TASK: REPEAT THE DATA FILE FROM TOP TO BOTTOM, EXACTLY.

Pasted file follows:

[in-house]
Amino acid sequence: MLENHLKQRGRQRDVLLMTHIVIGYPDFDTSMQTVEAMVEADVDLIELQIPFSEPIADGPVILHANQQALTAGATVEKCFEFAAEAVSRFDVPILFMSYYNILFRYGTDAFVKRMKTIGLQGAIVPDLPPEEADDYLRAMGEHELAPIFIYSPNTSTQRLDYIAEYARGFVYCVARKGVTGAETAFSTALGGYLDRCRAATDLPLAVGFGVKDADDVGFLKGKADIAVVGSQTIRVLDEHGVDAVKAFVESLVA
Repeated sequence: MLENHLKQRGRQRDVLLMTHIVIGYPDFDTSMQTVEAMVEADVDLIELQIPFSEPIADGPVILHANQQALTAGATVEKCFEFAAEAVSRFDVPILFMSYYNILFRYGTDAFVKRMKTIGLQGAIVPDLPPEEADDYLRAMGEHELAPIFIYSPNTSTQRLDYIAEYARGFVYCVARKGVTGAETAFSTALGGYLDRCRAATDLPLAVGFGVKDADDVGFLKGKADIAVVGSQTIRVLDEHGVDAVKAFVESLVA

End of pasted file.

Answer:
[in-house]
Amino acid sequence: MLENHLKQRGRQRDVLLMTHIVIGYPDFDTSMQTVEAMVEADVDLIELQIPFSEPIADGPVILHANQQALTAGATVEKCFEFAAEAVSRFDVPILFMSYYNILFRYGTDAFVKRMKTIGLQGAIVPDLPPEEADDYLRAMGEHELAPIFIYSPNTSTQRLDYIAEYARGFVYCVARKGVTGAETAFSTALGGYLDRCRAATDLPLAVGFGVKDADDVGFLKGKADIAVVGSQTIRVLDEHGVDAVKAFVESLVA
Repeated sequence: MLENHLKQRGRQRDVLLMTHIVIGYPDFDTSMQTVEAMVEADVDLIELQIPFSEPIADGPVILHANQQALTAGATVEKCFEFAAEAVSRFDVPILFMSYYNILFRYGTDAFVKRMKTIGLQGAIVPDLPPEEADDYLRAMGEHELAPIFIYSPNTSTQRLDYIAEYARGFVYCVARKGVTGAETAFSTALGGYLDRCRAATDLPLAVGFGVKDADDVGFLKGKADIAVVGSQTIRVLDEHGVDAVKAFVESLVA